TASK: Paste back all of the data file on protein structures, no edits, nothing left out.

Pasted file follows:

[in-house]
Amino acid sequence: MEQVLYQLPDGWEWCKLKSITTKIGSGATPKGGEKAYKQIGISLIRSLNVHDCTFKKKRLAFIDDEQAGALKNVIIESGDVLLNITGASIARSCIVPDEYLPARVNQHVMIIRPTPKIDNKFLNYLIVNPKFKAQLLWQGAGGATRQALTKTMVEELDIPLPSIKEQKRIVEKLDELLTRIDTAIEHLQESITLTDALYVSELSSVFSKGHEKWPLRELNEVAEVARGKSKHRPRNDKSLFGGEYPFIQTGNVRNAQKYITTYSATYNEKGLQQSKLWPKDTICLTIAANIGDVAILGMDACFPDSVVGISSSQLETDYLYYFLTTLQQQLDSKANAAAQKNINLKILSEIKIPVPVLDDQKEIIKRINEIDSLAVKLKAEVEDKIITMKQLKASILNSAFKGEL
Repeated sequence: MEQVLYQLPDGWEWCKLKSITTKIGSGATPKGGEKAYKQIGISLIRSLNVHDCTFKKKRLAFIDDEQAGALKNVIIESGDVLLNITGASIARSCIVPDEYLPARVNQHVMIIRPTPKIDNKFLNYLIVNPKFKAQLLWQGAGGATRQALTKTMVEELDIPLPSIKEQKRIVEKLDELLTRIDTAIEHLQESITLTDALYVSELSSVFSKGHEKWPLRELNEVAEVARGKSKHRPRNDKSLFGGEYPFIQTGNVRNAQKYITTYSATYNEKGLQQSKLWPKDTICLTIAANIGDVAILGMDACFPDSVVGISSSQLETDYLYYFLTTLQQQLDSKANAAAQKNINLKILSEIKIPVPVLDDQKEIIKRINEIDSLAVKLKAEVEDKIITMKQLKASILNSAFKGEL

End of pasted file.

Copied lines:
[in-house]
Amino acid sequence: MEQVLYQLPDGWEWCKLKSITTKIGSGATPKGGEKAYKQIGISLIRSLNVHDCTFKKKRLAFIDDEQAGALKNVIIESGDVLLNITGASIARSCIVPDEYLPARVNQHVMIIRPTPKIDNKFLNYLIVNPKFKAQLLWQGAGGATRQALTKTMVEELDIPLPSIKEQKRIVEKLDELLTRIDTAIEHLQESITLTDALYVSELSSVFSKGHEKWPLRELNEVAEVARGKSKHRPRNDKSLFGGEYPFIQTGNVRNAQKYITTYSATYNEKGLQQSKLWPKDTICLTIAANIGDVAILGMDACFPDSVVGISSSQLETDYLYYFLTTLQQQLDSKANAAAQKNINLKILSEIKIPVPVLDDQKEIIKRINEIDSLAVKLKAEVEDKIITMKQLKASILNSAFKGEL
Repeated sequence: MEQVLYQLPDGWEWCKLKSITTKIGSGATPKGGEKAYKQIGISLIRSLNVHDCTFKKKRLAFIDDEQAGALKNVIIESGDVLLNITGASIARSCIVPDEYLPARVNQHVMIIRPTPKIDNKFLNYLIVNPKFKAQLLWQGAGGATRQALTKTMVEELDIPLPSIKEQKRIVEKLDELLTRIDTAIEHLQESITLTDALYVSELSSVFSKGHEKWPLRELNEVAEVARGKSKHRPRNDKSLFGGEYPFIQTGNVRNAQKYITTYSATYNEKGLQQSKLWPKDTICLTIAANIGDVAILGMDACFPDSVVGISSSQLETDYLYYFLTTLQQQLDSKANAAAQKNINLKILSEIKIPVPVLDDQKEIIKRINEIDSLAVKLKAEVEDKIITMKQLKASILNSAFKGEL